alexa Gene Variability between Perineural-Positive and Perine
ISSN: 2472-128X

Journal of Clinical & Medical Genomics
Open Access

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Review Article

Gene Variability between Perineural-Positive and Perineural-Negative Squamous Cell Skin Cancers

Ashley C Mays1*, Jeff Chou2, Ann L Craddock3, Lance Miller4 and J Dale Browne1
1Department of Otolaryngology, Wake Forest Baptist Health, USA
2Center for Public Health Genomics, Department of Biostatistical Sciences, Cancer Genomics Core and Biostatistics Core, Comprehensive Cancer Center, Wake Forest University Health Sciences, USA
3Comprehensive Cancer Center, Wake Forest School of Medicine, USA
4Department of Cancer Biology, Comprehensive Cancer Center of Wake Forest University, Wake Forest School of Medicine, USA
Corresponding Author : Ashley C Mays, MD
Otolaryngology Resident, Wake Forest University School of Medicine
Otolaryngology, Medical Center Blvd, 4th
Floor Watlington Hall, Winston Salem, NC 27857, USA, 2528147606
Tel: 336 716-9066
Fax: 336 716-3857
E-mail: [email protected]
Received September 19, 2015; Accepted October 26, 2015; Published October 31, 2015
Citation: Mays AC, Chou J, Craddock AL, Miller L, Browne JD (2015) Gene Variability between Perineural-Positive and Perineural-Negative Squamous Cell Skin Cancers. J Clin Med Genomics 3:133. doi:10.4172/2472-128X.1000133
Copyright: © 2015 Mays AC, et al. This is an open-access article distributed under the terms of the Creative Commons Attribution License, which permits unrestricted use, distribution, and reproduction in any medium, provided the original author and source are credited.
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Abstract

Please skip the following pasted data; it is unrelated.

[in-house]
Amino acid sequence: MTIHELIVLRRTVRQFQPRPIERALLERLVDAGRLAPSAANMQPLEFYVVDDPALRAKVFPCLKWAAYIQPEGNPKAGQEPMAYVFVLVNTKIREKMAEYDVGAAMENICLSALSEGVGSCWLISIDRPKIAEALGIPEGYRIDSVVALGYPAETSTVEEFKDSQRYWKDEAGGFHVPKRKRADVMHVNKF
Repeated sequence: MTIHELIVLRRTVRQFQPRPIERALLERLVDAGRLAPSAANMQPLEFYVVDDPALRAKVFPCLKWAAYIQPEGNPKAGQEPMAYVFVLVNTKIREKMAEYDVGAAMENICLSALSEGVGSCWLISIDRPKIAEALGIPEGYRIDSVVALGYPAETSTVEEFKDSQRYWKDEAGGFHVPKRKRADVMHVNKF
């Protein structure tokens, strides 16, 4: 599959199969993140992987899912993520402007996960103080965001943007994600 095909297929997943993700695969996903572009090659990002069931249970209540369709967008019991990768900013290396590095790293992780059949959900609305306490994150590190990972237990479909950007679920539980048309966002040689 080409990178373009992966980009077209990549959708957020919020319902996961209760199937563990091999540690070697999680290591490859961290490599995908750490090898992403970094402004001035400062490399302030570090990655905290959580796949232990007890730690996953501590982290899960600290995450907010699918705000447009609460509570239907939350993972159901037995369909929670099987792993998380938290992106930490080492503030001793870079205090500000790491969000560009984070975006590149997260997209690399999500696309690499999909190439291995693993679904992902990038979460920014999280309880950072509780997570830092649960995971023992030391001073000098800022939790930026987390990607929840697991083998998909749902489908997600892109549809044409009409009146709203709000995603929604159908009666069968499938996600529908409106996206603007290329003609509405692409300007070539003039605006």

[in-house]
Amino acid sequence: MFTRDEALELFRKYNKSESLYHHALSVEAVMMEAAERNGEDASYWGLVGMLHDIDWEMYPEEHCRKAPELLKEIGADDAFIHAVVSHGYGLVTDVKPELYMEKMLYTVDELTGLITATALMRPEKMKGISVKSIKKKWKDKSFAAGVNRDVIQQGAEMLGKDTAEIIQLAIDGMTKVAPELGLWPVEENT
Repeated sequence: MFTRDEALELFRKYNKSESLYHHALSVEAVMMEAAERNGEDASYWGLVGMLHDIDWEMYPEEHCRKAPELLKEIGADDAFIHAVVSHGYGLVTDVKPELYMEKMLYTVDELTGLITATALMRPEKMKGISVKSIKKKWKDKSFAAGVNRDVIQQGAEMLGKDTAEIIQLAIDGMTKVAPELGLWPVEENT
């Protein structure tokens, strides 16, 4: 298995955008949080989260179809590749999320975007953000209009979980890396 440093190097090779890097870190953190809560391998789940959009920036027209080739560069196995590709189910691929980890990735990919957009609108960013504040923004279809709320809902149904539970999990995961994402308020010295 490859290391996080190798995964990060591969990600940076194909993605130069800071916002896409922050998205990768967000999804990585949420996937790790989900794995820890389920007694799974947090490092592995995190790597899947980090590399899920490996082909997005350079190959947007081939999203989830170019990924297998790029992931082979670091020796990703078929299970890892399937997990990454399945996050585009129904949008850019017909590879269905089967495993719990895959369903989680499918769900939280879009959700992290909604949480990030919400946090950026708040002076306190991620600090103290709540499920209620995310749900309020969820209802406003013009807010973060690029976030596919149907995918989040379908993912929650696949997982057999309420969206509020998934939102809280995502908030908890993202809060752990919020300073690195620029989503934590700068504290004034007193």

Background: Recurrent cutaneous squamous cell cancer (CSCC) is associated with poor outcomes with perineural invasion reported as a frequent finding in such lesions. Given the morbidity associated with late recurrence, identifying aggressive subtypes of CSCC at the time of primary excision is all the more necessary. This project sought to identify differentially expressed genes (DEGs) between perineural invasion-positive (PP) and perineural invasion-negative (PN) CSCC. Gene-based classification models for diagnosis of perineural invasion in CSCC were also developed. Method: Forty fresh-frozen surgical specimens of CSCC with presence or absence of histopathological perineural invasion were processed for RNA isolation and hybridization to Affymetrix-U219 DNA microarrays. Raw gene expression data were normalized by Robust Multi-array Averaging (RMA) and log2 transformed. DEGs were identified by empirical Bayes statistics using the Bioconductor limma package. BRB-ArrayTools software was used to develop gene expression-based sample classification models. Using leave-one-out cross-validation, the resulting accuracies of eight different classification algorithms were evaluated. Results: Twenty-one PP and 19 PN samples were analyzed. At a stringent limma p-value (p<0.001), 24 genes were differentially expressed between specimens. The cross-validated performance of the eight classification models exhibited a mean accuracy of 85-95%. Diagonal linear discriminant was most accurate at 95%, followed by Bayesian compound covariate at 94%. The poorest accuracy (85%) was observed for 1-Nearest neighbor and Support vector machines. For all eight methods, the sensitivities and specificities ranged from 79%-95%. Conclusion: Gene expression distinguishes between PP and PN CSCC. Classification models based on these gene patterns distinguish PP and PN cancers with strong statistical accuracy and may potentiate more timely and objective diagnosis of perineural invasion that could guide more comprehensive adjuvant therapies.

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